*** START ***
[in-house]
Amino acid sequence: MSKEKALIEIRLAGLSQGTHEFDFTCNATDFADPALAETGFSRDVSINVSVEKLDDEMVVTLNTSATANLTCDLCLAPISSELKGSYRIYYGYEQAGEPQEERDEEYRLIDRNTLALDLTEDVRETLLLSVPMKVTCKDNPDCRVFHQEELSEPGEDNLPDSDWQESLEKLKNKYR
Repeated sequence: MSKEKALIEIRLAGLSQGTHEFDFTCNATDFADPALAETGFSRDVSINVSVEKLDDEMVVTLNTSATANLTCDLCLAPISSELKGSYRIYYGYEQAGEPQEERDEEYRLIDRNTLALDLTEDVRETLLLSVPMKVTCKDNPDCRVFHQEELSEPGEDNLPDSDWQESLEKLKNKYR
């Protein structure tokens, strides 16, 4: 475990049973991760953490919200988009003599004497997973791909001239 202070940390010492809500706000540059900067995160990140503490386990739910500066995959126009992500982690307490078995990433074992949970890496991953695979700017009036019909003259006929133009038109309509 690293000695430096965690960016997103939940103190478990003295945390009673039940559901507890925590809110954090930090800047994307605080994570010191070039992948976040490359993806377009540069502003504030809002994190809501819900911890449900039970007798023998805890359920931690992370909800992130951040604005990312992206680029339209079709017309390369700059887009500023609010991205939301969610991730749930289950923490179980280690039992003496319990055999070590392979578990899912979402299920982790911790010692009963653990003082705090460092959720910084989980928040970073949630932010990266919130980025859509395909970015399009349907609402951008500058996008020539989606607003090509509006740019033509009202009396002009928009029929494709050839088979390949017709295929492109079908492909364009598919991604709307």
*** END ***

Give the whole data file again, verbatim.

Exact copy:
[in-house]
Amino acid sequence: MSKEKALIEIRLAGLSQGTHEFDFTCNATDFADPALAETGFSRDVSINVSVEKLDDEMVVTLNTSATANLTCDLCLAPISSELKGSYRIYYGYEQAGEPQEERDEEYRLIDRNTLALDLTEDVRETLLLSVPMKVTCKDNPDCRVFHQEELSEPGEDNLPDSDWQESLEKLKNKYR
Repeated sequence: MSKEKALIEIRLAGLSQGTHEFDFTCNATDFADPALAETGFSRDVSINVSVEKLDDEMVVTLNTSATANLTCDLCLAPISSELKGSYRIYYGYEQAGEPQEERDEEYRLIDRNTLALDLTEDVRETLLLSVPMKVTCKDNPDCRVFHQEELSEPGEDNLPDSDWQESLEKLKNKYR
């Protein structure tokens, strides 16, 4: 475990049973991760953490919200988009003599004497997973791909001239 202070940390010492809500706000540059900067995160990140503490386990739910500066995959126009992500982690307490078995990433074992949970890496991953695979700017009036019909003259006929133009038109309509 690293000695430096965690960016997103939940103190478990003295945390009673039940559901507890925590809110954090930090800047994307605080994570010191070039992948976040490359993806377009540069502003504030809002994190809501819900911890449900039970007798023998805890359920931690992370909800992130951040604005990312992206680029339209079709017309390369700059887009500023609010991205939301969610991730749930289950923490179980280690039992003496319990055999070590392979578990899912979402299920982790911790010692009963653990003082705090460092959720910084989980928040970073949630932010990266919130980025859509395909970015399009349907609402951008500058996008020539989606607003090509509006740019033509009202009396002009928009029929494709050839088979390949017709295929492109079908492909364009598919991604709307």